Author: John McNeil
“Before you plead, remember you lived your whole life under surveillance.”
She’s right. There is no defense. I grew up during the death of privacy, when everything was recorded and stored, never to be forgotten.
“A foothill of trash. A kiloton of carbon. Two hundred billion joules of energy.”
“I installed solar panels in the 2030s,” I say, with little hope.
“Too late by then, wasn’t it?” She waits for an answer, arching her burned eyebrows.
“In some regions, yes. But if you get to my age, it will be because of what we did, eventually.”
“Because of what you did,” she repeats. “You lived like a million people do now. And there aren’t a million people now.” The tribunal chamber has an earthy smell. Morning light comes in through skylights.
The infernos of the late 2020s changed my life. The west coast furnace, we called it. I was traveling. Flying, the worst kind. Melbourne to Los Angeles. You could do that with a sail freighter now, but why would you? One ash heap to another. While my house burned in Oregon, I was drinking from a Styrofoam cup on the plane. Surveillance makes knowing a little thing like that possible.
You never recover from losing your closest people, but I still needed something to do. So I took the insurance money, enrolled in a training program, bought work gloves and wire cutters, and spent the 2030s standing on ladders on hillsides, lifting glass onto a framework and tightening the bolts. We had known all about the danger, in a general way, my wife and sons and I. We even thought we were doing something about it. Recycling, voting the right way, donating the right way. We secured our home against robbers, not fires.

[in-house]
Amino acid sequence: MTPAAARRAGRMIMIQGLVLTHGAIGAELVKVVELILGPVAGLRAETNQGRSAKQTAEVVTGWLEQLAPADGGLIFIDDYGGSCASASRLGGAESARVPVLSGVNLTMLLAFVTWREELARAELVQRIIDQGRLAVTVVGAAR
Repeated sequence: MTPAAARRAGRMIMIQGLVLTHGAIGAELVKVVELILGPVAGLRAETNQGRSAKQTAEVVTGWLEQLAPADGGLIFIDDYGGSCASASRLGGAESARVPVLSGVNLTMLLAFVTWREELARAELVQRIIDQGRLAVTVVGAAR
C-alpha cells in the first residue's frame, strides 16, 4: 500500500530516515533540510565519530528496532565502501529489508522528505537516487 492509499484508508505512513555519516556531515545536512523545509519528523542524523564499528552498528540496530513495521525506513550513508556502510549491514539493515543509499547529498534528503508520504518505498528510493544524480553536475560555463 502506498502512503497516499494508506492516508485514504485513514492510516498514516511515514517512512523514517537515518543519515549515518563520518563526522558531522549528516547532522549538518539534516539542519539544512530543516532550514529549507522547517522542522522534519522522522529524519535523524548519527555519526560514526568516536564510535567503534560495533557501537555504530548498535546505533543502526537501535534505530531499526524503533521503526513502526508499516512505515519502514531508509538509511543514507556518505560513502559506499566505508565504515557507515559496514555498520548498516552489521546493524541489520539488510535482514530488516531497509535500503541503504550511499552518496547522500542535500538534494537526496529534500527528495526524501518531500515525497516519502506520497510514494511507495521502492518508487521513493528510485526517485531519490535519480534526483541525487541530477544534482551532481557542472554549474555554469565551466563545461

I had a hardhat on when I fell off the ladder. I remember the pain and the pine smell while the paramedics lifted me. And I remember the antiseptic smell in the hospital, where the doctor said I wouldn’t climb any more ladders. Since then, the disability checks, physical therapy, wheelchair marching, testimony to whomever will listen. Fewer people deny it as it happens around us. I come to be known as the oldest man, a survivor of the fires, floods, heat waves, and the geriatricidal pogroms, when youth took revenge on the elders who stole their future.
Again and again, the sound funnel carries the word “guilty” to the crowd outside, as I plead to each charge. The crowd’s noise rumbles back in. This is what they need, the young. They’ve prosecuted their parents and grandparents in dining rooms, living rooms, rocking chairs in senior homes, even on their death beds. Nothing can be denied or defended. The old folks can only look away in shame.
I stand for everyone’s parents in this trial. The prosecutor reads the charges one by one. Energy expended for trifling conveniences, the future burned to bake for the present. After each charge I say guilty, and the crowd roars.
“Your selfishness denied a future to millions, and so you deserve no more future yourself. You will drink poison at midnight.” I am led away.
We drink water at sunset in a quiet park.
“They liked it,” she says.
“Your timing’s getting better. The pause between each charge.”
“And you break down a little more with each ‘guilty.'”
“Three hamlets left this tour.”
“How do you keep going? Taking the hate?”
I shrug. “Better they have me to hate than someone worse. That’s a reason. But really, I do the show because it makes my life seem to matter.”